Shiner told the YU Observer that he shared Amendment 6 because the other amendments had clearer outcomes. “The other amendments more clearly state what the outcome is; ‘Amendment 2: Addition Of Katz School Representative,’ clearly adds a Katz Representative. It is not obvious when reading ‘Amendment 6: Anti-Discrimination Policy,’ that the intended outcome is the legalized formation of an LGBT club,” said Shiner. “I was concerned students might cast uninformed ballots, and sought to objectively inform the students body of the significance of Amendment 6.” The anti-discrimination clause does not explicitly state that the intended outcome is a club for LGBTQ+ students.

Weinreich does not believe that Shiner was intending to be objective and informative. “Exactly one select amendment was shared with a message concerning a select one of its implications to one select WhatsApp [g]roup of generally unsympathetic students with an explicit message that it should influence people’s votes. Mr. Shiner got his wish; students took up the cause and made the subtext of his message explicit as they forwarded his screenshot,” shared Weinreich. 

In his evidence, Shiner submitted a screenshot of the responses to his original post in the Netiv Aryeh WhatsApp group. Bryan Lavi, a justice on the Wilf Student Court, responded to Shiner’s message about the associations between Amendment 6 and an LGBTQ+ group with, “How was it passed by the council?” By the council Lavi is referencing the Wilf Campus Amendment Committee, which voted to approve Amendment 6 before putting it before the Wilf student body. Zachary Greenberg, president of the Yeshiva Student Union, also responded to Shiner’s message in the group. “[Please] consider your vote very strongly on this issue,” said Greenberg.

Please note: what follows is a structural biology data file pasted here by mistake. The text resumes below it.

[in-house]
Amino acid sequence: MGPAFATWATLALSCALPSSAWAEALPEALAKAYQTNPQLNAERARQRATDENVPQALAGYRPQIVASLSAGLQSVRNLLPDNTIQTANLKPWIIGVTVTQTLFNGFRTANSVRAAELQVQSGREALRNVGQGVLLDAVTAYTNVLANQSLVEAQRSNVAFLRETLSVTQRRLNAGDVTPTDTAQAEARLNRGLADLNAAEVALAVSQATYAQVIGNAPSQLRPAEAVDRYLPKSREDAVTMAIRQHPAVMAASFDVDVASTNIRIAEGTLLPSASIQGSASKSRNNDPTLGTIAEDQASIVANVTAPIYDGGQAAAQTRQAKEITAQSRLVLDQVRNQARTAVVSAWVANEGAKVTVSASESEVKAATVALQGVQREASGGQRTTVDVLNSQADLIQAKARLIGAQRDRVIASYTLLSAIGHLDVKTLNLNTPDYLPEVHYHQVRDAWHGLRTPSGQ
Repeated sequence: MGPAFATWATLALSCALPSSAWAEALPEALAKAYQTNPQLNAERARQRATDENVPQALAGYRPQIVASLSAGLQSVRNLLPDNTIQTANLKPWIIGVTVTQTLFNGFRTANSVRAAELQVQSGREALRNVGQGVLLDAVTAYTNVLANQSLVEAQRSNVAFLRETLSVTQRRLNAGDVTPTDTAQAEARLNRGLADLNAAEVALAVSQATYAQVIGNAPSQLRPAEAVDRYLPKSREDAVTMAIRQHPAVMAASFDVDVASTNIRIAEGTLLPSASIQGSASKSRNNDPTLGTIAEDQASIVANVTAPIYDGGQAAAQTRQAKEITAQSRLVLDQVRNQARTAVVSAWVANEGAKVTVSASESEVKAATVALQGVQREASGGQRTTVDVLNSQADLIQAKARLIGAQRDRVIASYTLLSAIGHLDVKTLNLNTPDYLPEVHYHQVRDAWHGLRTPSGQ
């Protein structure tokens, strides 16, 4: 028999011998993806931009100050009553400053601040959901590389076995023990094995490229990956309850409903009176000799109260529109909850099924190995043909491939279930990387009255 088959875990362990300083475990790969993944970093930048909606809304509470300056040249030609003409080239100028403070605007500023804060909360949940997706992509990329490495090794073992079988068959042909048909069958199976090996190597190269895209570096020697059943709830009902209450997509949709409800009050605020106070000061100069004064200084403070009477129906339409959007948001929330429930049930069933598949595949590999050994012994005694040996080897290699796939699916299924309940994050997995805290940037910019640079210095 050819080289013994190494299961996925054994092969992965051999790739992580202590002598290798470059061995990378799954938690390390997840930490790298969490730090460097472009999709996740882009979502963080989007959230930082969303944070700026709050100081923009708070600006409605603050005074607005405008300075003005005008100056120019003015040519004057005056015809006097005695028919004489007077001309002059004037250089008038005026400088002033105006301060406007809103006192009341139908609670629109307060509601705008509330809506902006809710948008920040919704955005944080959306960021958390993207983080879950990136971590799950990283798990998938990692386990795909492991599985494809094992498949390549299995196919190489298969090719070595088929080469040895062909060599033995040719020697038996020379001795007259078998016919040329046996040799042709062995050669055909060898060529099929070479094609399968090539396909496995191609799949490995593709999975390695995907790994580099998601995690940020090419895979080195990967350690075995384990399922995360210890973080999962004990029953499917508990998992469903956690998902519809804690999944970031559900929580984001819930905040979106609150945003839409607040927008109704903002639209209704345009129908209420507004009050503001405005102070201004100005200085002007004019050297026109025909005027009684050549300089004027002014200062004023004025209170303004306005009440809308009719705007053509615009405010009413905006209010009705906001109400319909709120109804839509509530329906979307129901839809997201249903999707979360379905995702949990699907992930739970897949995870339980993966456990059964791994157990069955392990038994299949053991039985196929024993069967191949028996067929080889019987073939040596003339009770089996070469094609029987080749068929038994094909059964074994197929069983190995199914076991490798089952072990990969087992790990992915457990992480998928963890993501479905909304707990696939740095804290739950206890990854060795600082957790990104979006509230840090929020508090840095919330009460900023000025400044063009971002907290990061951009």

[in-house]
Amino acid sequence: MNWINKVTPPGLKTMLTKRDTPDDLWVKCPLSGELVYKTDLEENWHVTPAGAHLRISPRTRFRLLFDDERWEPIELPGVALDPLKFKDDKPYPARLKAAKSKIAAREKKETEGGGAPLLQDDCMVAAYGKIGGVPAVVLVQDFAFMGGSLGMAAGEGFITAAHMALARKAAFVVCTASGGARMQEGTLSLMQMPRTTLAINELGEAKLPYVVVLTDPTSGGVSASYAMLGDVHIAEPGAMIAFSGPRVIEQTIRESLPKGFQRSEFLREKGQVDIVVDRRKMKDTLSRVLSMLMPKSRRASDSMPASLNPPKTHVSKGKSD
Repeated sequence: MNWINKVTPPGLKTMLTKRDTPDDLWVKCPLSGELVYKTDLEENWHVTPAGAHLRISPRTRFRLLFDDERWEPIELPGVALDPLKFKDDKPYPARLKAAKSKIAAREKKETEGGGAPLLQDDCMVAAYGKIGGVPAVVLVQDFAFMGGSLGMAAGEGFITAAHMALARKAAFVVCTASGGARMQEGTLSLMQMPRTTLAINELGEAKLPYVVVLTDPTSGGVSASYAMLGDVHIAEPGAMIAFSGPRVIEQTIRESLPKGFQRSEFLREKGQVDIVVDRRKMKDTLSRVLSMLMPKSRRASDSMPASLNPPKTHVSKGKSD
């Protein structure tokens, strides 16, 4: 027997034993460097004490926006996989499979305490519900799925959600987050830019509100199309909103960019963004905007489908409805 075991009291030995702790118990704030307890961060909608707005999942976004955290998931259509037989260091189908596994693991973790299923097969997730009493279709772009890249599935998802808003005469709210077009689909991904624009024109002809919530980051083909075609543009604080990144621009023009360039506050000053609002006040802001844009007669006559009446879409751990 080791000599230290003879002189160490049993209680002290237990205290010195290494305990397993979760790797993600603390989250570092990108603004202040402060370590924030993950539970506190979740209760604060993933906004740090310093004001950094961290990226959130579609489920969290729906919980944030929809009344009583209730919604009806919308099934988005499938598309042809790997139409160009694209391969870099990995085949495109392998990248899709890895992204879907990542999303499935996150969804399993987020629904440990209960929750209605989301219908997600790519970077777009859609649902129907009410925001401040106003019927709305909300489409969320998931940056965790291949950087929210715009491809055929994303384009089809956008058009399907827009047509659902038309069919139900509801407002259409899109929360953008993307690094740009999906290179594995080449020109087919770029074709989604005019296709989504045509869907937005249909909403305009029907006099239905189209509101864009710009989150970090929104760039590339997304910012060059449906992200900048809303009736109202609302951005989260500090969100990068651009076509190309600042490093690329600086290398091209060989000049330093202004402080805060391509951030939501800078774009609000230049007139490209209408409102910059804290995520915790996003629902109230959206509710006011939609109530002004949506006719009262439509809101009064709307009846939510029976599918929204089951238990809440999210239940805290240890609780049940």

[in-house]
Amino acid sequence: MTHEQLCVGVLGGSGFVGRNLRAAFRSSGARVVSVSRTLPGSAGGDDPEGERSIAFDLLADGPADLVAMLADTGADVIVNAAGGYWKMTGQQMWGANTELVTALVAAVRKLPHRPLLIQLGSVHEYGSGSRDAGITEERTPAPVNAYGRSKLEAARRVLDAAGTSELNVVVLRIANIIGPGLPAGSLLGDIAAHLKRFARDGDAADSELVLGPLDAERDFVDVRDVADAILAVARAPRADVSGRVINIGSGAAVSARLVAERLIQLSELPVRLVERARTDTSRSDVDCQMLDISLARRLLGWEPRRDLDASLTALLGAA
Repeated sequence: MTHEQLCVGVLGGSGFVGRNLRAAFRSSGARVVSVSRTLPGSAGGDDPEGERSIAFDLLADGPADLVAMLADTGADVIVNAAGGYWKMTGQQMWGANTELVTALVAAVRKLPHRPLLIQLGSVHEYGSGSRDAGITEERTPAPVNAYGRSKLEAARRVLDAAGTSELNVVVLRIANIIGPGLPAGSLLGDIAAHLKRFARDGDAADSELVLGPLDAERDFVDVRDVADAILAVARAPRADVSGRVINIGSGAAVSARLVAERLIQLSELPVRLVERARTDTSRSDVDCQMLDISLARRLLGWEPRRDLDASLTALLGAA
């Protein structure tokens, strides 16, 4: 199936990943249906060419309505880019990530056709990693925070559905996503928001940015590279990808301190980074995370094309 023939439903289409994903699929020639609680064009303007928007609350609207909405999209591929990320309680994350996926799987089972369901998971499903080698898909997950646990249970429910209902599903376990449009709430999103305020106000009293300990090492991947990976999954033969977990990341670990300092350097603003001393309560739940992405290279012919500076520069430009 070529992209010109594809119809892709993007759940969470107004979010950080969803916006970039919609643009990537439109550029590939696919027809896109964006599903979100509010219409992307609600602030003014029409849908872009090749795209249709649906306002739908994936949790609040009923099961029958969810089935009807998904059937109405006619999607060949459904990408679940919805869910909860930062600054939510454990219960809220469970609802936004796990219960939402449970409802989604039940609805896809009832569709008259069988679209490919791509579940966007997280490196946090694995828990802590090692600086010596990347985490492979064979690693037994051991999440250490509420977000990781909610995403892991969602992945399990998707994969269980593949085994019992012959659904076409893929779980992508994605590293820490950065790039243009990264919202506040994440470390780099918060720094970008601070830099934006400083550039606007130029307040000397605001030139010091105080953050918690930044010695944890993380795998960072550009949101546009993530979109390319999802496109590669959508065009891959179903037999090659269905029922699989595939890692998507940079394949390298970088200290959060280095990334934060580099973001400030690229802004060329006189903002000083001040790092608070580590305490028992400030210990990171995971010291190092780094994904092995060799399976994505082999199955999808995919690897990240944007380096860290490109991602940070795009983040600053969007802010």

Besides repudiating Weinreich’s conflict of interest claims, Shiner maintained that the Wilf Court has no jurisdiction in the case and that the Court cannot remove him from the Canvassing Committee as it is not a student government position.

Shiner suspects that Weinreich’s case is an attempt to slander his name. “There is zero evidence of any of the claims made by the Petitioner, nor an understanding of what occurred. His petition has wasted the time of the Court and Respondent in a feeble attempt to defame the Respondent,” said Shiner. “Indeed, the YU Observer is publishing an article already that will surely mention Mr. Weinreich’s false claims.” He ended his response to Weinreich and the Court by arguing that Weinreich should be punished for his actions. 

In the Wilf Student Court’s decision to the student body, Chief Justice Phillip Dolitsky said that the Court “declined to hear the case by a majority of 3-2.” Dolitsky did not give further reasoning for the Court’s refusal to hear the case. 

Weinreich commented to the YU Observer about the Court’s decision. “I’m obviously disappointed by the Council’s declination and disagree with it. I presume they are acting without malice based on what they believe to be their jurisdiction under the constitution,” he shared. “ I fear, however, that this decision sets a bad precedent that once in a position of power, students can do as they please with impunity.”

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Photo: Screenshot of texts in Netiv Aryeh WhatsApp group

Photo Source: Shiner’s response to Weinreich